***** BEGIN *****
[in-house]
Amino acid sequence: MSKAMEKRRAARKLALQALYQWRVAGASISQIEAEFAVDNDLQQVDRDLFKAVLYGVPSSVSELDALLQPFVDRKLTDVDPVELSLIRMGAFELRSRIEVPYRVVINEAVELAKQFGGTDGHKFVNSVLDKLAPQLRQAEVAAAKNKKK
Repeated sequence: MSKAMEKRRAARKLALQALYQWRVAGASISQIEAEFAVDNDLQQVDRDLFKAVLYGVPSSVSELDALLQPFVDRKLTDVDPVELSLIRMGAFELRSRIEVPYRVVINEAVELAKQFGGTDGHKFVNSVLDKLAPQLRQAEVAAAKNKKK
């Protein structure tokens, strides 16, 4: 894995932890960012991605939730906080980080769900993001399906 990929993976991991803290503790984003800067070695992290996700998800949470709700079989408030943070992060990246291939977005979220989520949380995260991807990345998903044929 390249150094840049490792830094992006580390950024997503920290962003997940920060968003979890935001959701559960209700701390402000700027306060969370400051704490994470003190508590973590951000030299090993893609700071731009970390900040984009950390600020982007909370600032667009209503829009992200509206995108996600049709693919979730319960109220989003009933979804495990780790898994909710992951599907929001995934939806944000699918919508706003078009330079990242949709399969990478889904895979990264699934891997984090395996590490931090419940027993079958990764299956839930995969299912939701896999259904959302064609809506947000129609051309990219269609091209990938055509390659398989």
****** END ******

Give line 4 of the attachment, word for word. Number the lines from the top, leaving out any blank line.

């Protein structure tokens, strides 16, 4: 894995932890960012991605939730906080980080769900993001399906 990929993976991991803290503790984003800067070695992290996700998800949470709700079989408030943070992060990246291939977005979220989520949380995260991807990345998903044929 390249150094840049490792830094992006580390950024997503920290962003997940920060968003979890935001959701559960209700701390402000700027306060969370400051704490994470003190508590973590951000030299090993893609700071731009970390900040984009950390600020982007909370600032667009209503829009992200509206995108996600049709693919979730319960109220989003009933979804495990780790898994909710992951599907929001995934939806944000699918919508706003078009330079990242949709399969990478889904895979990264699934891997984090395996590490931090419940027993079958990764299956839930995969299912939701896999259904959302064609809506947000129609051309990219269609091209990938055509390659398989």